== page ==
i was looking at your blog the other day and realised you hadn't posted for so long - but you've been about on twitter anyway. Very sorry to hear about your Dad.

Miss Read is a particular favourite of mine.And undemanding reading is great - I've been on undemanding reading for several months

DesLily said...

well.. that's something i've never done to have so many short reviews in one post! wow.. I'm glad you are back to reading more regular and back to the blog..if we didn't keep contact I would have worried long ago!! It won't be long and Carl will start RIP..I hope that gets me reading more too.

Cath said...

Verity: thank you. I've always had a very difficult relationship with my father (he didn't bring me up) so it was not easy when he died.

I've only been able to read 'undemanding' for a few months now but am slowly coming out of that. But I do seem to have developed a sudden taste for non-fiction, which is actually *good*.

Cath said...

Pat:...oops meant to add this to the other comment. I find these posts where I do several short reviews very useful sometimes. Helps me to catch up!

I have my books all stacked up for RIP but I didn't realise it was that close. I may miss the start of it as we're in Wales the first week of Sept. Not sure when it starts...

BooksPlease said...

Glad to see you back here, Cath.

Miss Read is a favourite of mine too.

Cath said...

Margaret: thank you, hopefully I can get back to posting regularly now.

Nan said...

I am sorry about your father.

I think Miss Read - Dora Jessie Saint - is still alive. I haven't read anything to the contrary. I believe she was born in 1913. How I adore her work.

I'm awfully glad to see you posting again.

Danielle said...

So sorry to hear about your father. No matter what the circumstances these things are always difficult. I was wondering how you were--hoping you were taking a break over the summer to relax and travel as so many others seem to have been doing. I hope you're feeling better and will be back to regular blogging. And I am All for undemanding reads. I've had a fair amount of those this summer as well!

Cath said...

Nan: Thank you for your kind words.

I must admit I thought Miss Read had died in the late nineties but you're right... she's still alive. 97 I believe - what a wonderful age and life, so much pleasure given to so many.

Danielle: Thank you. No, I've been around, just feeling rather quiet, blogwise, but am ready to start again now.

I seem to be very much in an undemanding mood at the moment. Paxman's book on Royalty is the limit of my ability to think at the moment. Partly due to a nasty summer cold I suspect, but also a lot of family committments. Nice to be back and thank you for missing me.

LizF said...

To echo everyone else, it is nice to have you back and I am sorry to hear about your loss - I don't think it makes it any easier that you weren't close to your dad, it's still a bit of a watershed.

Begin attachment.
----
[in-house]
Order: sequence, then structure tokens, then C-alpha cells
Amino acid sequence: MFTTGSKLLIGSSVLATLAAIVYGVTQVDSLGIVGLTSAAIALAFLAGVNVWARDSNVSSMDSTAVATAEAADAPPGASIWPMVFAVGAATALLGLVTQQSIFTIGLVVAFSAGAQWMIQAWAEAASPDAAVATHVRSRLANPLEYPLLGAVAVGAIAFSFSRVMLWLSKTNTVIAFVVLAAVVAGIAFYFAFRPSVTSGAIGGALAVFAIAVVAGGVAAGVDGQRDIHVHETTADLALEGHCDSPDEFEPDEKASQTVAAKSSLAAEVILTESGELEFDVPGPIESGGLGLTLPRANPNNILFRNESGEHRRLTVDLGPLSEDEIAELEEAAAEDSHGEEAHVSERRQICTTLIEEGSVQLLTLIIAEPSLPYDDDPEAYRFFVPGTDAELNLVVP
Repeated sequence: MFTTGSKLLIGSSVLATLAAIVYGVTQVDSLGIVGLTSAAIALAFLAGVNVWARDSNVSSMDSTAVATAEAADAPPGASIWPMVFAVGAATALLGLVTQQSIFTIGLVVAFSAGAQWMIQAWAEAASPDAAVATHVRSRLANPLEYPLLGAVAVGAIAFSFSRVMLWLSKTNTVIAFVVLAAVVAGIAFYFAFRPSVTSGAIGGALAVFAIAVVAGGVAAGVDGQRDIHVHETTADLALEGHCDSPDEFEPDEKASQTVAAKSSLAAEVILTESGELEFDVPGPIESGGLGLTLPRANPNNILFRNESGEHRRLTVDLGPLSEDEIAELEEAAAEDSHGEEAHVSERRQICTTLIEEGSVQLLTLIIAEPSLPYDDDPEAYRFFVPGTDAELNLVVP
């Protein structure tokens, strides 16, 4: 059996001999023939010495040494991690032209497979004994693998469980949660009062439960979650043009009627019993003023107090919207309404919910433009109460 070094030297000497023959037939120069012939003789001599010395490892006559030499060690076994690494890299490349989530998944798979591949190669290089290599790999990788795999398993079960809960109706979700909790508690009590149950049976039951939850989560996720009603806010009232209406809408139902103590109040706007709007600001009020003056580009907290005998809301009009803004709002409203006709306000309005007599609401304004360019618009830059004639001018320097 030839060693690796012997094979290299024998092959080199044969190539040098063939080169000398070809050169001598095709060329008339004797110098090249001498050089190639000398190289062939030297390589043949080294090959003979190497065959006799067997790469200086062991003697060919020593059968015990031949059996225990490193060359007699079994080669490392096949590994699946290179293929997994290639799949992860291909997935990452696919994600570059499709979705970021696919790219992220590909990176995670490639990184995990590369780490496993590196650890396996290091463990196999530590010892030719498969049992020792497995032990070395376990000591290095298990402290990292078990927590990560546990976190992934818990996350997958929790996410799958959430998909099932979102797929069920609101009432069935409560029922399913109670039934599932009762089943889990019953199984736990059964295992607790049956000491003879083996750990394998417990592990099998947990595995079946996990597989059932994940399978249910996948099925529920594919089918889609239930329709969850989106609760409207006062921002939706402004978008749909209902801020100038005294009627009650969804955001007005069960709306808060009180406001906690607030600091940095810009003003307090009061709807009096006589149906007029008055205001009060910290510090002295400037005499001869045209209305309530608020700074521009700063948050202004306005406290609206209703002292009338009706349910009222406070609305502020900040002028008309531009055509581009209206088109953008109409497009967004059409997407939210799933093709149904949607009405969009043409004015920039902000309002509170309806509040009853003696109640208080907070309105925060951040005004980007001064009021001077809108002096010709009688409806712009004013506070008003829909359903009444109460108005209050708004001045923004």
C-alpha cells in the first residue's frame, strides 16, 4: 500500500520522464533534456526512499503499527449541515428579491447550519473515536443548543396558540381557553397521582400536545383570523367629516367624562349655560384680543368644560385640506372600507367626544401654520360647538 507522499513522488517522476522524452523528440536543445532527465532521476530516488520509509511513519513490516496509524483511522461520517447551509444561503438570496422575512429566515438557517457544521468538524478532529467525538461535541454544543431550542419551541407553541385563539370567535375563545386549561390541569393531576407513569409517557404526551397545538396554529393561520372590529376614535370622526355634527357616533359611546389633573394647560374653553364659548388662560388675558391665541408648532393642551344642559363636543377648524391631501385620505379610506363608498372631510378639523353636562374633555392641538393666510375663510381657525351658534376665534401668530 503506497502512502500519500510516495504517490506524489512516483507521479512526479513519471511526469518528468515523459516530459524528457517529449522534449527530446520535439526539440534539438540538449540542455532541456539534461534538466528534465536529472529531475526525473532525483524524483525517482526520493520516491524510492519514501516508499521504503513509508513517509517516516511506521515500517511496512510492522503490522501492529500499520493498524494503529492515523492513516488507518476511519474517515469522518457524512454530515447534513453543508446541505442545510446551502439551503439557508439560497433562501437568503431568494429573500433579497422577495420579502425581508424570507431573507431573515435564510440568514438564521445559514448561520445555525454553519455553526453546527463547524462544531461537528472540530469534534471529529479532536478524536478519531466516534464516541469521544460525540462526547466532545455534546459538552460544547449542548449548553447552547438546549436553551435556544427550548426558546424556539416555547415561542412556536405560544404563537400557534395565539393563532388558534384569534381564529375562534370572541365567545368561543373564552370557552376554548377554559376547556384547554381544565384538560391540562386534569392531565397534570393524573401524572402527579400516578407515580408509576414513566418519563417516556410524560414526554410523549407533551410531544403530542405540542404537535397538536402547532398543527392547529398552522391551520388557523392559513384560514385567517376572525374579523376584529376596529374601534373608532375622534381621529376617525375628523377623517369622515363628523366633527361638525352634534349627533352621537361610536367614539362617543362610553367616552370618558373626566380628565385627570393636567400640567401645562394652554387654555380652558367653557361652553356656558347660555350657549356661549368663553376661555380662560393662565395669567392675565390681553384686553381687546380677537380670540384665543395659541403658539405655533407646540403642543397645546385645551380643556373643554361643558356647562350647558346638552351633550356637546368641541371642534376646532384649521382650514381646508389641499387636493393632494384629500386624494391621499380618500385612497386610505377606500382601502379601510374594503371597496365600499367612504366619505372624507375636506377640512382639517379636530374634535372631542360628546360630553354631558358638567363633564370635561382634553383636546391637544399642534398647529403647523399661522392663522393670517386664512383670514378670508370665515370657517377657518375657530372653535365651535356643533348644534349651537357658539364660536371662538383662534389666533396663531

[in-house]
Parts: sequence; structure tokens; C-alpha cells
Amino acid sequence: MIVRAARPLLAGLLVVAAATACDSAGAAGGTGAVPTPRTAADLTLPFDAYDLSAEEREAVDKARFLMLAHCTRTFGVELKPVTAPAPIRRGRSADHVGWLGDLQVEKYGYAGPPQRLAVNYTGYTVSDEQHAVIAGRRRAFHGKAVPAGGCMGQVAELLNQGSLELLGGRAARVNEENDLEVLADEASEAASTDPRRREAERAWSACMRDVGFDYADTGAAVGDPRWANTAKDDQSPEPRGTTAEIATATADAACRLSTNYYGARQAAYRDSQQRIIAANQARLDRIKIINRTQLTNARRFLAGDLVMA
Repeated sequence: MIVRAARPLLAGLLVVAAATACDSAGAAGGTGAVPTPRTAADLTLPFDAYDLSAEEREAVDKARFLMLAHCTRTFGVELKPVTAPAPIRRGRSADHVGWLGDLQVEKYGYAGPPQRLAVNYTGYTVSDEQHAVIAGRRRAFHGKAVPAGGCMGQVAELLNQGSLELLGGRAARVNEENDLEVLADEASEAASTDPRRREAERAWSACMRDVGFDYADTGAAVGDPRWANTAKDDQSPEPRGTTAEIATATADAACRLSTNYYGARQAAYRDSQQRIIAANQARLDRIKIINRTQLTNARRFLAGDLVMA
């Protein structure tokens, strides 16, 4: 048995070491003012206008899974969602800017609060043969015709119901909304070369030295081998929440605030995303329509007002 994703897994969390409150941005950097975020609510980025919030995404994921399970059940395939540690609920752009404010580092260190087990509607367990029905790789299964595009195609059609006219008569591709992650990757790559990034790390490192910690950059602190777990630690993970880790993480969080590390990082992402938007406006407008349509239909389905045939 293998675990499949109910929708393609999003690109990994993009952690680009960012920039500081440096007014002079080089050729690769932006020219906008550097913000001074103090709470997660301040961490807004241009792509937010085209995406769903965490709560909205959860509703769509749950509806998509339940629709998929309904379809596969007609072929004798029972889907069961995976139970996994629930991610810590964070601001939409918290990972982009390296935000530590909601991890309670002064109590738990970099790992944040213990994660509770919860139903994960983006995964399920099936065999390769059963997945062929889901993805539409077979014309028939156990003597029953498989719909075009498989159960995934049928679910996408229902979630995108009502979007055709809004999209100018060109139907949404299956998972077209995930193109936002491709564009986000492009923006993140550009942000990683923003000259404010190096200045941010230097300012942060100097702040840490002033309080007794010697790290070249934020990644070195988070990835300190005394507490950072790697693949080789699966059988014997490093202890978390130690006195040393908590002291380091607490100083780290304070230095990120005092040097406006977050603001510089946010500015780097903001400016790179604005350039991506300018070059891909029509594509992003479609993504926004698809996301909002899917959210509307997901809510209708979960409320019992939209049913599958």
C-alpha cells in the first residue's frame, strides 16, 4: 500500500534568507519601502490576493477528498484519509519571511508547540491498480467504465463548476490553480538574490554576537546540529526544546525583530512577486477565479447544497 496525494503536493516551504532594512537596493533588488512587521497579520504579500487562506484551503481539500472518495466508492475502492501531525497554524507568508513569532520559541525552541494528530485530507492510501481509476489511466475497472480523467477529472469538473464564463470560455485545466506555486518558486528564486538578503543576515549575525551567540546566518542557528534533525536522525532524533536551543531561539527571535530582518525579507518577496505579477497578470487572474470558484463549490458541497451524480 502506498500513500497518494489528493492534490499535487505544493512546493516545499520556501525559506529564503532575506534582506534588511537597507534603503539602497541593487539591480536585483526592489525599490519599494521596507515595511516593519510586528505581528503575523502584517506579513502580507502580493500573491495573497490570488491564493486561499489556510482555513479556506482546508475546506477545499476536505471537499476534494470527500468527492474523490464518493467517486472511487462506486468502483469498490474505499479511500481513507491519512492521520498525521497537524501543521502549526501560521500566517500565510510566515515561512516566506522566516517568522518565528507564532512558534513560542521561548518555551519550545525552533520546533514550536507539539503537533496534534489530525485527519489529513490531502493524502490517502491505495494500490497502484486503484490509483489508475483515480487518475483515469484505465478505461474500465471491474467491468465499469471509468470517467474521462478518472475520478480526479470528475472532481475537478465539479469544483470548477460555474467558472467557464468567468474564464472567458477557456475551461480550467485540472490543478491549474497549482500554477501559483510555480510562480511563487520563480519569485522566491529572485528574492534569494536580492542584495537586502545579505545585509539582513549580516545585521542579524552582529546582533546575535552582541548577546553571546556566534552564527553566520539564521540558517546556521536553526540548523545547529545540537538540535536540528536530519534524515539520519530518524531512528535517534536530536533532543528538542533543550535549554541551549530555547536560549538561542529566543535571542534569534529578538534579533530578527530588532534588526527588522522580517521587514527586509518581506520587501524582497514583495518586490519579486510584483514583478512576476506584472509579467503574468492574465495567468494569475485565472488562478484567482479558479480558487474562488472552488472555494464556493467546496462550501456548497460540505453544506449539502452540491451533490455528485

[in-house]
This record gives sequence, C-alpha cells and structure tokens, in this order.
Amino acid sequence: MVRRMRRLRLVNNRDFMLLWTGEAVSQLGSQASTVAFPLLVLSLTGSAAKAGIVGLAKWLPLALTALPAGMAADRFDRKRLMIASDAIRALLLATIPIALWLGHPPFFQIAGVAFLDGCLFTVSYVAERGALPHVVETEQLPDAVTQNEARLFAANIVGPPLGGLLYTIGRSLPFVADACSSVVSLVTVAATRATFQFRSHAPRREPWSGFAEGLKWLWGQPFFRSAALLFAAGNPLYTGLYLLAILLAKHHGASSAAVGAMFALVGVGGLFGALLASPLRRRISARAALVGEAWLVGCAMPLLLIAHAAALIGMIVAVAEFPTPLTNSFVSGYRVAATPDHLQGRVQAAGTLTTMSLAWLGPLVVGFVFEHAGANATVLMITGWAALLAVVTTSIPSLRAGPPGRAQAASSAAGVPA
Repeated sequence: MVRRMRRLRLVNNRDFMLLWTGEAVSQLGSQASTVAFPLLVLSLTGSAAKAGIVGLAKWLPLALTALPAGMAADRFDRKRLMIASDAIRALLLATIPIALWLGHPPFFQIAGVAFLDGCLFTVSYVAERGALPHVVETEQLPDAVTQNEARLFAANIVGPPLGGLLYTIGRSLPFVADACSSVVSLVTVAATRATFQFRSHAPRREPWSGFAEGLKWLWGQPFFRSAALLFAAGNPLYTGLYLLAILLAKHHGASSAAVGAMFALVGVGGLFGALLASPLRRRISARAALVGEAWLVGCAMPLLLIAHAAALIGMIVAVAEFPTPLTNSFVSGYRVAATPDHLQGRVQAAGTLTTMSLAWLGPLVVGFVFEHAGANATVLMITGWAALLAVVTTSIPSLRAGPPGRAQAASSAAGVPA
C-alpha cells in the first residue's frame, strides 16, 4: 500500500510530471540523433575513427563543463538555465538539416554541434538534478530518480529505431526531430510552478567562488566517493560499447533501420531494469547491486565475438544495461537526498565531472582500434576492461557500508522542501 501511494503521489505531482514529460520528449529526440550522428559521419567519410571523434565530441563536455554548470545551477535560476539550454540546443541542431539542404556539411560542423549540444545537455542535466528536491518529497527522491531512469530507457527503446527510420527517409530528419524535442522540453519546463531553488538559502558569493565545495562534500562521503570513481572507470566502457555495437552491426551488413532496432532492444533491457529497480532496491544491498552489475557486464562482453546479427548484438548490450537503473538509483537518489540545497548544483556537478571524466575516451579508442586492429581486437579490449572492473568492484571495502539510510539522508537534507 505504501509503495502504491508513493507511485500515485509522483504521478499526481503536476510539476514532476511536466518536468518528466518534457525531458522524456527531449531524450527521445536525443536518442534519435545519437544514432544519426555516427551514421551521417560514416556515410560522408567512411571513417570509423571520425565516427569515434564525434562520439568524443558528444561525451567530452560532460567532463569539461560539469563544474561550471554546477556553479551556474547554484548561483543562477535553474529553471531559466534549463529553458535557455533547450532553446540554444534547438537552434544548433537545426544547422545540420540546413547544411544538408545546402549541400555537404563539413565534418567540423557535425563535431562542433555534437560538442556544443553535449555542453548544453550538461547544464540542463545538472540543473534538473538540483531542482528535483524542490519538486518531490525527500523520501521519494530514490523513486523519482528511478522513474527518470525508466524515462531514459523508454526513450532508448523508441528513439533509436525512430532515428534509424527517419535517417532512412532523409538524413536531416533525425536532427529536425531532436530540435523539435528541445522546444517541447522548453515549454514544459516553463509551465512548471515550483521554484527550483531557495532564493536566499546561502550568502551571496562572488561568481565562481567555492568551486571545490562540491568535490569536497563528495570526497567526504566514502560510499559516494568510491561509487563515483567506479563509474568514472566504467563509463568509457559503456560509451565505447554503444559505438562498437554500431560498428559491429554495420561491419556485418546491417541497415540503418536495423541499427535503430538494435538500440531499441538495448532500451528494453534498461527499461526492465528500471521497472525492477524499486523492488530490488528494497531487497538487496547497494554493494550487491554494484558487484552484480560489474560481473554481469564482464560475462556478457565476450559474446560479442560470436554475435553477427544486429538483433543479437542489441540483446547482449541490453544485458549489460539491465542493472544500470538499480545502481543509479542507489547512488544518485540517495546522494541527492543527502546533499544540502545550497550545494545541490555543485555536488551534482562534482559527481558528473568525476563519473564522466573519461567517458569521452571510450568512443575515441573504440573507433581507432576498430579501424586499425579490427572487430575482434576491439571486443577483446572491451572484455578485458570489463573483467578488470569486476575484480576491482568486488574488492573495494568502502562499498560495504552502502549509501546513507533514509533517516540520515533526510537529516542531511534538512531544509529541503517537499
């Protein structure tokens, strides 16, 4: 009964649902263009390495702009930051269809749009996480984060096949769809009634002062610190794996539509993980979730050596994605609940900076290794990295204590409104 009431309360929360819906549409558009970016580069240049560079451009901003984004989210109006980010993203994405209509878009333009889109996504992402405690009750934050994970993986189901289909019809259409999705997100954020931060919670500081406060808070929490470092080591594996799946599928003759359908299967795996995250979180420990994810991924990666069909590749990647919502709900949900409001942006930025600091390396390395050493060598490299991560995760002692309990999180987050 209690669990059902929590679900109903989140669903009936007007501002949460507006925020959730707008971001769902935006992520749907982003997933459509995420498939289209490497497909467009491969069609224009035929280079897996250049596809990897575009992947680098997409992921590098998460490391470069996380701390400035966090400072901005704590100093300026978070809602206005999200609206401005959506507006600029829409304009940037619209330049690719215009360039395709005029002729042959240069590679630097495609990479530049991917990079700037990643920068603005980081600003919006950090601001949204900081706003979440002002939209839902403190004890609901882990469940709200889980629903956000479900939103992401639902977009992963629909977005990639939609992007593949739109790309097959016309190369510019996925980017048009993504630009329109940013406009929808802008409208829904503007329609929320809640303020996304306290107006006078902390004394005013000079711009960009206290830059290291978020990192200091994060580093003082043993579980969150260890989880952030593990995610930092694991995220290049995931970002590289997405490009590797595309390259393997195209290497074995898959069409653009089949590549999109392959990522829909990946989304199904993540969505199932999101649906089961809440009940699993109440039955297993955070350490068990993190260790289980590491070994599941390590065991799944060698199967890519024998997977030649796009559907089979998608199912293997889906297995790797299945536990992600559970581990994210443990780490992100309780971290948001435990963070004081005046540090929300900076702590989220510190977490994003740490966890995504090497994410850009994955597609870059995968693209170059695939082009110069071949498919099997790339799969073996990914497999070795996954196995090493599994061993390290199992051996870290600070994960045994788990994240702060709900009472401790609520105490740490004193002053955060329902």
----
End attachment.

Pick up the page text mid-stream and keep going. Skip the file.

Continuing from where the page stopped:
I used to love the Miss Read books and as a matter of fact found some of them in a box fished out the depths of the attic last week.
I've been looking at them, wondering if I should read them again or just donate them on, but I think I might find a place on a shelf for them for the moment and see!
I'm into undemanding reading too at the moment - my version of holiday reading ( regretfully without the holiday !) but it's nice to be able to read something that entertains you has a bit of escapism!

Susan said...

Hi Cath - Oh, I'm so sorry about your father. It's a shock when it happens, no matter the closeness, isn't it? My deepest sympathies to you and your family.

It is good to see you back again. I've missed you! I love your review of the Barrowman autobiographies and hope to read them soon. I haven't read any Miss Read yet.

I'm just glad you have found some books to help you through this time. *hug*

Cath said...

LizF: Thank you. And for your kind words about my father - 'a watershed' is a good way to describe it really.

I read a few Miss Read books when I was a lot younger but back then they were thought of as books only for the elderly so I gave up. A bit silly as they're not at all. There's quite a lot of interest in them, if only to note how certain attitudes have changed out of all recognition.

Hope you're enjoying your undemanding books too. I'm now reading Stephen Fry's autobiography, Moab is my Washpot, and that, like him, is very entertaining.

Hi Susan! It is a shock, in my case sorrow for the relationship I should have had with my father, and didn't. Thank you for your kind words.

The Barrowman autobiographies were just the ticket for reading in May and June when nothing else appealed. I took the 2nd. one to Wales with me for a few days, where he of course lives, so I was in Wales and reading about Wales, which was fun. (Will post some photos later.) When you do get to them I look forward to your thoughts. That 2nd. one will have you in stitches...

Yes, I've found books to suit my mood thank goodness. Non-fiction, oddly enough... am currently reading Stephen Fry's first autobiography in preparion for when his 2nd. one arrives next month. (Pre-ordered)